When I asked him how he would feel if his son turns out to be gay, oddly, he said he'd fine with it.

Talk about being conflicted!

SUEB0B said...

Thanks, Jonniker - I agree. Men are the new women, sitcom-wise, if that makes any sense.

And Jessica - I think the reason that parents, esp. men, so want to model societally-approved male behavior to their sons is that the penalties are so severe for those young men who choose to act differently. Wear nail polish and you might get killed. That isn't an exaggeration - it's a very real possibility, considering the state of gender identity. Your man thinks it is easier to work within defined roles, and he might be right. I can see how he would be scared for a boy who wasn't seen to be a "real" boy...

Mamma said...

Interesting we still haven't heard from the menfolk yet. I'll be checking back. Good questions. And I do plan to ask the husband/father of my three boys.

Karl said...

Am I really the first man to comment on this post? Interesting.

Well, I'll do my best to answer your questions. Interesting comments thus far.

1. WHAT DO YOU LIKE ABOUT BEING A MAN? There are a lot of things when I think about it. I can have messy hair and go unshaven with nary a negative comment from lookers on. I like having a penis. It means I get to stand up and pee without always worrying about those that came before me and can't manage to pee IN the toilet, not ON it. I enjoy not having to wear makeup, not having PMS or a period and/or cramps on a regular basis, not having to wear high heels (no WAY were those invented by women!). Seriously, I don't know how you women do it.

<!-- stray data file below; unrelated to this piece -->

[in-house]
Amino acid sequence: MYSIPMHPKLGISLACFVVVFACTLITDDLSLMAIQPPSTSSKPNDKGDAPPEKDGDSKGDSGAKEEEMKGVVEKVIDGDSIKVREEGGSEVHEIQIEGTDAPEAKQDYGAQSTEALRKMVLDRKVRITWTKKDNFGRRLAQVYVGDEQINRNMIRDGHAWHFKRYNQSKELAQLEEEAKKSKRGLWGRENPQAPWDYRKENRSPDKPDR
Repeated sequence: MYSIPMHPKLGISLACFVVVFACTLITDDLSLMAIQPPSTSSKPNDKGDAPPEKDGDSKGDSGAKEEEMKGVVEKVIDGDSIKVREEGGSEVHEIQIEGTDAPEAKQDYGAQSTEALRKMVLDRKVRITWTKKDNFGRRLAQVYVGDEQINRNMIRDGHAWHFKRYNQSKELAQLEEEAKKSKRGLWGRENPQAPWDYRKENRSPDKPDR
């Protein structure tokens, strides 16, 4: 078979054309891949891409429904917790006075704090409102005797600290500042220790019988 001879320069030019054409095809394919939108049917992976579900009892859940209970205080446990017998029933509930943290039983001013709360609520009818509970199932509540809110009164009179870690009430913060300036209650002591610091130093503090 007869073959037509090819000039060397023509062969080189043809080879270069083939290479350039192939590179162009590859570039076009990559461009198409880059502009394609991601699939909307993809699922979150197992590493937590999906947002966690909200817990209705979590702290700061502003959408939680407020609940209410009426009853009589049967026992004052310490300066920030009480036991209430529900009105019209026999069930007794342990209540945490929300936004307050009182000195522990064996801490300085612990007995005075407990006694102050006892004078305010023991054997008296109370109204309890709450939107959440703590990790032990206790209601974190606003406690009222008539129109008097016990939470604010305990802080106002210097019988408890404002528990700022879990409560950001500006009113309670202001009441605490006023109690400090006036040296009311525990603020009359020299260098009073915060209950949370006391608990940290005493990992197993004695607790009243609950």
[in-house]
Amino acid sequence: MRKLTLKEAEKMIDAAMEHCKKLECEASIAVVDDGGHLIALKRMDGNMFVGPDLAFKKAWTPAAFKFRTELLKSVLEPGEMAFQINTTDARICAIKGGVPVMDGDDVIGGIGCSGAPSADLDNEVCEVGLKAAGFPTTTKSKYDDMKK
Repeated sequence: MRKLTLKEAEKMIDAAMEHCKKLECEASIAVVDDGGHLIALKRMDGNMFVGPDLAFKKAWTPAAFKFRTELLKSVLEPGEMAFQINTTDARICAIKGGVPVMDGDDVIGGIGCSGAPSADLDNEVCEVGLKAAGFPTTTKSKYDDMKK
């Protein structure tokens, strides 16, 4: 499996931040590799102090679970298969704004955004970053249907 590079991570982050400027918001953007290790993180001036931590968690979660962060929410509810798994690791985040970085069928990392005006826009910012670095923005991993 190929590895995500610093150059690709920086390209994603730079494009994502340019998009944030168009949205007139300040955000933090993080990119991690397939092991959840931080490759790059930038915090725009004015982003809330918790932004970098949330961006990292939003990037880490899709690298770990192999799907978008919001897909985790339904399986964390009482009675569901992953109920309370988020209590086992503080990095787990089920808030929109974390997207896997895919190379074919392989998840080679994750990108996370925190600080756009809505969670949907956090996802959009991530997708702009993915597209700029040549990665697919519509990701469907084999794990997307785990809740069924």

2. WHAT DON'T YOU LIKE? I don't like being the defacto person to turn to when it comes to killing spiders or doing certain chores. Men are stereotypically responsible for all things related to yardwork, auto mechanics, and handyman stuff. Hell, I barely know the difference between a screwdriver and a hammer. That shit just doesn't interest me. Yes, I do it when I have to, but I'm much more comfortable in my element...the Uber Geek element, that is.

3. HOW DO YOU FEEL ABOUT BEING A MAN IN OUR CULTURE? That's a tough one. Like others have mentioned, there are stereotypes associated with both men and women. And yeah, lately the men come off looking totally stupid on sitcoms, but sitcoms are pretty much always unoriginal stereotypical messes, anyway.

There's a lot of forced guilt about being a man. For example, men are the ones who start wars. Terrorists are almost always men. Men are the ones "keeping women down" in the workplace (glass ceiling and all that mess).

Also, men aren't allowed to like children. For example, years ago I was at a friend's house during a big family get-together. I complimented my friend's cousin...she was 5. I told the girl's mother that she was had a beautiful daughter and the mother looked at me like I was a pervert. I said, "I have twin daughters myself." "Oh," she said, as if this qualifier made the statement okay. Women don't have that shit pushed on them. They can enjoy children without being labeled a perv.

4. IF YOU COULD MAGICALLY MAKE ONE THING BETTER FOR MEN, WHAT WOULD IT BE? I'd like to be able to compliment a woman's figure without being called a sexist pig. If I say a woman has a nice ass, for example, don't read "pervy" into that. I just admire women in all senses of the word. It's not like I'm saying, "I'd like to bend her over a table and go at it like animals." Course, I'm not saying that I WOULDN'T say that. Well, not out loud, anyway.

5. WHAT WOULD YOU LIKE WOMEN TO KNOW ABOUT BEING A MAN THAT YOU THINK THEY MIGHT BE UNAWARE OF? All of the above would be wonderful. I guess most of all I'd like women to know that all men aren't pigs, just like I know that not all women are nagging bitches. Some of us really ARE enlightened, even if lots of men are trying to make the "good ones" look like assholes, too. Course, I'm also of the mindset that any man that shows up at BlogHer is probably of the more enlightened variety.